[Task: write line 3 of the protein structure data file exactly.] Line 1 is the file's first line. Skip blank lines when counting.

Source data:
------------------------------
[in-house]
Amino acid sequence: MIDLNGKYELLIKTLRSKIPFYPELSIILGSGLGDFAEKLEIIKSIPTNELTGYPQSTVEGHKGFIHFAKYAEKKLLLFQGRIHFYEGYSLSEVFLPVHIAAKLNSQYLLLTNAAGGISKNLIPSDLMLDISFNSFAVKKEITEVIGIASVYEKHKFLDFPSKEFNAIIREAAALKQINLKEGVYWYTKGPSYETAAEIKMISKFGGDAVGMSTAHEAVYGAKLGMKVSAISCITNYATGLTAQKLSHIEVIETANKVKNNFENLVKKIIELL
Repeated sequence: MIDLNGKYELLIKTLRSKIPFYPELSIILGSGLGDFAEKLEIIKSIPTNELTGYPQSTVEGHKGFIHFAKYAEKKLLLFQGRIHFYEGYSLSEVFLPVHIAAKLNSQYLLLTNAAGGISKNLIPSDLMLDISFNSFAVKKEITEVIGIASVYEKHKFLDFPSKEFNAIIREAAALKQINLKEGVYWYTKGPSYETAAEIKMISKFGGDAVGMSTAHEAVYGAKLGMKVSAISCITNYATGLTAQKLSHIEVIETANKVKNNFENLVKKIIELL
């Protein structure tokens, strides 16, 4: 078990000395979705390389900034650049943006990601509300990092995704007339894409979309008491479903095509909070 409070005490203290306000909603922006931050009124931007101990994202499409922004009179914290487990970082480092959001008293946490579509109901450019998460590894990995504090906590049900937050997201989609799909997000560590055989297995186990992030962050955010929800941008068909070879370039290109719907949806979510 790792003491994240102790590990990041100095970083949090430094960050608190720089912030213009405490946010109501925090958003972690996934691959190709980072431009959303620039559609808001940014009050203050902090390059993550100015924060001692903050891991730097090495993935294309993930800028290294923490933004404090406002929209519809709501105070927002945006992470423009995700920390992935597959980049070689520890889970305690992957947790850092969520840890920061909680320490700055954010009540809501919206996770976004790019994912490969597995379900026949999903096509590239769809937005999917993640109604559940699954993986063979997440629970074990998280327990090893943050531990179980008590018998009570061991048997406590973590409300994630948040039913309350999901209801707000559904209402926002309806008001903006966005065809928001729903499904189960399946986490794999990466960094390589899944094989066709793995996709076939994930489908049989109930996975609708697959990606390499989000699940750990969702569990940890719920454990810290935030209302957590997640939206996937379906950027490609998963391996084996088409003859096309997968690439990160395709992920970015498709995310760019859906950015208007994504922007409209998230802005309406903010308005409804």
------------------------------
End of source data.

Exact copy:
Repeated sequence: MIDLNGKYELLIKTLRSKIPFYPELSIILGSGLGDFAEKLEIIKSIPTNELTGYPQSTVEGHKGFIHFAKYAEKKLLLFQGRIHFYEGYSLSEVFLPVHIAAKLNSQYLLLTNAAGGISKNLIPSDLMLDISFNSFAVKKEITEVIGIASVYEKHKFLDFPSKEFNAIIREAAALKQINLKEGVYWYTKGPSYETAAEIKMISKFGGDAVGMSTAHEAVYGAKLGMKVSAISCITNYATGLTAQKLSHIEVIETANKVKNNFENLVKKIIELL